Contractor legislation - Healthy Working Lives

Contractors

Understanding my obligations and responsibilities

A contractor is anyone who is doing work for your organisation, but they are not your employee. You may use contractors to help with

  • business activities
  • maintenance
  • cleaning
  • catering
  • day to day tasks.

Almost all organisations use contractors at some time. They could be organisations or self-employed individuals.

A contractor may hire other companies to assist with parts of the contract they have with you. These companies or individuals are known as sub-contractors.

Managing contractors

Our pages detail a number of actions to ensure that the work carried out by contractors is completed without risk to health and safety.

  1. Planning for contractor work
  2. Managing contractors on site
  3. Contractor legislation

3. Contractor legislation

Contractors coming into your premises or site might not be aware of the hazards present at your workplace. At the same time the contractor’s activities could create risks for your employees or members of the public.

For this reason both of you have health and safety responsibilities and the duty to cooperate and coordinate activities.

Health and Safety at Work etc. Act 1974

The Health and Safety at Work etc. Act 1974 explains that employers have to ensure as far as is reasonably practicable, the health, safety and welfare at work of employees, employees of other organisations and members of the public. Those who have control over premises have to consider the safety of anyone who comes on the premises, including contractors and customers.

Management of Health and Safety at Work Regulations 1999

The Management of Health and Safety at Work Regulations 1999 places a duty on employers to assess and manage risks to their employees and others arising from work activities. Employees must work safely in accordance with their training and the instructions given to them.

Construction (Design and Management) Regulations 2015

The Construction (Design and Management) Regulations 2015 apply when you use contractors to carry out any type of construction work for you. These regulations lay out the responsibilities for each of the parties (client, contractor, designers, principal designers, principal contractor, contractors and workers) involved during a construction project.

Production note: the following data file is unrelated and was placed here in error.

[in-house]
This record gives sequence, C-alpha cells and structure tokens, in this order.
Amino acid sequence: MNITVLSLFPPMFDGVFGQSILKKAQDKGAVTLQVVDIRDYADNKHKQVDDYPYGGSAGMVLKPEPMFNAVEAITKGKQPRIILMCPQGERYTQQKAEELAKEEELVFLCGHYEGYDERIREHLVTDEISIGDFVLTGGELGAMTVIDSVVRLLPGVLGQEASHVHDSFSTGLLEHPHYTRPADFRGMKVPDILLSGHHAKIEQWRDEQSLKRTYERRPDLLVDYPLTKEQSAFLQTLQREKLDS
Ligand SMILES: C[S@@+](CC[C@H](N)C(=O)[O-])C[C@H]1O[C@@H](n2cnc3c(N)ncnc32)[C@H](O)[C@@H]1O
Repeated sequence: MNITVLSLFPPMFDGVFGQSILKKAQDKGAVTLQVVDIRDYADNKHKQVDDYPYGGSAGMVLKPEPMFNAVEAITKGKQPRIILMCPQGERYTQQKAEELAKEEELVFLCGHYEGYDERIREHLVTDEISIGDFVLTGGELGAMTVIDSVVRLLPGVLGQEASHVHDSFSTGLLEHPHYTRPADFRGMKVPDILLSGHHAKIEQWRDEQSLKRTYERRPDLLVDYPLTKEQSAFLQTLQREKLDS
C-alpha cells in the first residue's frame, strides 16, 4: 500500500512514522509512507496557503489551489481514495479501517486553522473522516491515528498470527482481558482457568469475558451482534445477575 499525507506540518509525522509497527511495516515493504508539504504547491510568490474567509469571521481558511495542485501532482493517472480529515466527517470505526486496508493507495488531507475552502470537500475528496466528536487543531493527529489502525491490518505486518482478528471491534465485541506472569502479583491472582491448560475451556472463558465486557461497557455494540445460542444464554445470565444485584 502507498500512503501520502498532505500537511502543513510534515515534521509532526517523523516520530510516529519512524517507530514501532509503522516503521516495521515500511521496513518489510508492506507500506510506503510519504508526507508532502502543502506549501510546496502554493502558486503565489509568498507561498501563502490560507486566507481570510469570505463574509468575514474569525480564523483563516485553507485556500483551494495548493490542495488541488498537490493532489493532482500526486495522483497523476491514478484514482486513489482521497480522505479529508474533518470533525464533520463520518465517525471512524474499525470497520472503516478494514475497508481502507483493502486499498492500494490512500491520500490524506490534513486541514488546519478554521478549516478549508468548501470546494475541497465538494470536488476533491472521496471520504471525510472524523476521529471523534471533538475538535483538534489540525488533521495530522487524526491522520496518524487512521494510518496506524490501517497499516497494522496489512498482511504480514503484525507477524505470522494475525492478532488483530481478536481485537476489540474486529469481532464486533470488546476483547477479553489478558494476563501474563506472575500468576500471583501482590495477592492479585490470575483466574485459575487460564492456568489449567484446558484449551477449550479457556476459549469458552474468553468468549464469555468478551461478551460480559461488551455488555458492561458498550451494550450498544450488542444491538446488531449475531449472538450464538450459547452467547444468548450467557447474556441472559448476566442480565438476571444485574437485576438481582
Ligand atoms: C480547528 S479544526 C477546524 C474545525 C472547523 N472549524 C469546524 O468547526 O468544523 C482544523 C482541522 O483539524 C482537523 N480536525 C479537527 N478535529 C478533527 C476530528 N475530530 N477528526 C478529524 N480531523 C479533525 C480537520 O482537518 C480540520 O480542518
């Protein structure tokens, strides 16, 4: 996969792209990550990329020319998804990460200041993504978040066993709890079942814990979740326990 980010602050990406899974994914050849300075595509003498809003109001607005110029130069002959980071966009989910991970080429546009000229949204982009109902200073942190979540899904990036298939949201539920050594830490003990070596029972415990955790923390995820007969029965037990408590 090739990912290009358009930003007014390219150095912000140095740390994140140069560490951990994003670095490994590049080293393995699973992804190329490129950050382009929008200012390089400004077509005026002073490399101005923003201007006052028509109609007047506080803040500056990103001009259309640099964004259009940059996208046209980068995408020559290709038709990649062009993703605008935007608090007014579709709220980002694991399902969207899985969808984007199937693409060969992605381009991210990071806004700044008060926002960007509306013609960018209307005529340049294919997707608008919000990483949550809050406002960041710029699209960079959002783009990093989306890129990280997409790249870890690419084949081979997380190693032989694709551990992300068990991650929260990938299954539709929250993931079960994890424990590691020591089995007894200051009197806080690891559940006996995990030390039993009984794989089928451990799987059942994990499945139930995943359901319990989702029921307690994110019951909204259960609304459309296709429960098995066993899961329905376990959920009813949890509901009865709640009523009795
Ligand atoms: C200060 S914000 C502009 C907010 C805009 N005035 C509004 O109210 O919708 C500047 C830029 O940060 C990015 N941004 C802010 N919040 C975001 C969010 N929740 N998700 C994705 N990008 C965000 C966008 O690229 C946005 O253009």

For more information on the regulations you can visit the Health and Safety Executive website (external website).

Control of Substances Hazardous to Health Regulations 2002

The Control of Substances Hazardous to Health Regulations 2002 state you have a duty to take reasonable steps to ensure that nobody is exposed to hazardous substances, this applies to you toward the contractor’s employees and vice versa.

Visit information on COSHH

Reporting of Injuries, Diseases and Dangerous Occurrences Regulations 2013

The Reporting of Injuries, Diseases and Dangerous Occurrences Regulations 2013 say that if you are in control of premises you have a duty to report any accident that occurred to a self-employed person while working at your premises which leads to a specified injury to the

contractor or an injury causing a more than from work by them.

You can find a full list of specified injuries on the Health and Safety Executive website (external website)

Contact information

Message us or call our advice line on 0800 019 2211 if you need further information about working with contractors.